New and safer helicopters are needed to transport offshore workers to installations, according to the unions that represent them.
An emergency motion has been tabled at the TUC congress in Bournemouth today after the crash off Shetland last month in which four people died.
The GMB is supporting the motion, which calls for a fatal accident inquiry to be held, and is also being backed by the Unite and RMT unions with the British Airline Pilots Association (Balpa).
There have been five incidents involving Super Puma aircraft in the North Sea since 2009.
GMB national officer for the offshore sector, David Hulse, said: “GMB is calling on the full support of the TUC in demanding a full inquiry for members working in the North Sea. GMB demands that safety has a higher priority than profits with investment in new and safer helicopters.”
A Super Puma L2 aircraft, carrying two crew and 16 passengers, crashed into the sea two miles off Sumburgh Head on August 23 killing Gary McCrossan, 59, from Inverness, Sarah Darnley, 45, from Elgin, Duncan Munro, 46, of Bishop Auckland, and George Allison, 57, from Winchester.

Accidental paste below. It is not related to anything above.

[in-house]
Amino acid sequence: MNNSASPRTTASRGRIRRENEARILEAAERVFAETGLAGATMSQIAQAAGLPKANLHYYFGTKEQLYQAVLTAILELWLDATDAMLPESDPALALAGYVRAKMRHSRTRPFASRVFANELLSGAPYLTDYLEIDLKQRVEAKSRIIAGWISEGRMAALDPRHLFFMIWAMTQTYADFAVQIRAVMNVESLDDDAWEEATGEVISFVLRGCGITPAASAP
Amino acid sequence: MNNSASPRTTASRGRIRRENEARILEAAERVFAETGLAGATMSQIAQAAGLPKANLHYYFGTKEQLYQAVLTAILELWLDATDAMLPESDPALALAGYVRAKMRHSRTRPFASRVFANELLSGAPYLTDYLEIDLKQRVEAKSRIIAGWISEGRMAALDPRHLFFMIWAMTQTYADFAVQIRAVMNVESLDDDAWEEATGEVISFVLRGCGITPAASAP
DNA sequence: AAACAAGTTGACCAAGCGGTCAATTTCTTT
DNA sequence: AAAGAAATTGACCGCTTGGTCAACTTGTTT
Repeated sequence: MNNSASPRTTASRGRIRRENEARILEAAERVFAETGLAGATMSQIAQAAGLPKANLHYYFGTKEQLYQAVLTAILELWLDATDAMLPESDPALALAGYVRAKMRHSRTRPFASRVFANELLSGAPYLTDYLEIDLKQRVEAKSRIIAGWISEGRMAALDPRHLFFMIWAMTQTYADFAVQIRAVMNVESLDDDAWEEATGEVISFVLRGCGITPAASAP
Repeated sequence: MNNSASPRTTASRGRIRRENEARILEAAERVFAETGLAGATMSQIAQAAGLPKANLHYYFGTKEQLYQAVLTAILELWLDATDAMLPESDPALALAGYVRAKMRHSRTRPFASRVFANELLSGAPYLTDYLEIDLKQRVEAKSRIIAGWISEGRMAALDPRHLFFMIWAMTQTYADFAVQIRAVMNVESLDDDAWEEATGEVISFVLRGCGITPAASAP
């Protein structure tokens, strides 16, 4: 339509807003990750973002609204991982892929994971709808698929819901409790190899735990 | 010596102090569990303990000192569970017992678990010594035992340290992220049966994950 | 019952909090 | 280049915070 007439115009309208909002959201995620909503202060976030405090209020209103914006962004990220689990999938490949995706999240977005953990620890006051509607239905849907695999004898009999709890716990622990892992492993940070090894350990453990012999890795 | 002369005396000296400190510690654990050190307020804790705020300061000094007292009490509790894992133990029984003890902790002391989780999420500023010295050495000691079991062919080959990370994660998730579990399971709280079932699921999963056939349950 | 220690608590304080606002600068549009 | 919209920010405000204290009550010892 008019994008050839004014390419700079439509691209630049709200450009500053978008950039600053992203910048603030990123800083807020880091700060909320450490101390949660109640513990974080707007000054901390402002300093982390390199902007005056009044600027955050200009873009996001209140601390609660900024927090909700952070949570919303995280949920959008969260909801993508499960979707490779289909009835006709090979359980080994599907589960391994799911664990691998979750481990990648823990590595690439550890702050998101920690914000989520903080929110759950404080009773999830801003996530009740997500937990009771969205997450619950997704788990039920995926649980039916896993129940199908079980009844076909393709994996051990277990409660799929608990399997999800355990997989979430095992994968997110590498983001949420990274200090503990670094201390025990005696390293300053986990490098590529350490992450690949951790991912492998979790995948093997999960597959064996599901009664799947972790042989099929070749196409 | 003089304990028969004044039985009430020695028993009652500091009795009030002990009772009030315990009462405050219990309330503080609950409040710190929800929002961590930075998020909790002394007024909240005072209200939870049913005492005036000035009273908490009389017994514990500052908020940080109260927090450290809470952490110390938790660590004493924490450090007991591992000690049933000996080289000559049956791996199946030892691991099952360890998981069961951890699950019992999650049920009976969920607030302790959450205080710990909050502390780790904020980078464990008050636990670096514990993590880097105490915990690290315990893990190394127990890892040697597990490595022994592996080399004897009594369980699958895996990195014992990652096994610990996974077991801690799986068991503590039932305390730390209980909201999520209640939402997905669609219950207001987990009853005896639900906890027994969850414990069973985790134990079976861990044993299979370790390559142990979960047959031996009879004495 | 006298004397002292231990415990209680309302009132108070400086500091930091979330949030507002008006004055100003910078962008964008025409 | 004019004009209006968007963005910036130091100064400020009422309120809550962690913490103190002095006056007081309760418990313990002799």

At a celebration of Mr McCrossan’s life in Inverness on Friday he was described as “the best dad in the world” and someone who always found the funny side to everyday life.
A funeral service for Ms Darnley will be held at Elgin today.
All Super Puma flights were initially grounded after last month’s tragedy following a recommendation from the Helicopter Safety Steering Group but this has since been lifted, with the exception of the L2 model which will not carry passengers until the cause of the crash has been established.
An interim report released by the Air Accident Investigation Branch stated the loss of the CHC-owned L2 had not been due to a technical failure and that both engines were still operating when it crashed.
Today’s emergency motion states: “Congress demands the helicopter operators and the oil companies involved ferrying workers must be required to now invest in new helicopters – that are safe and fit for purpose.”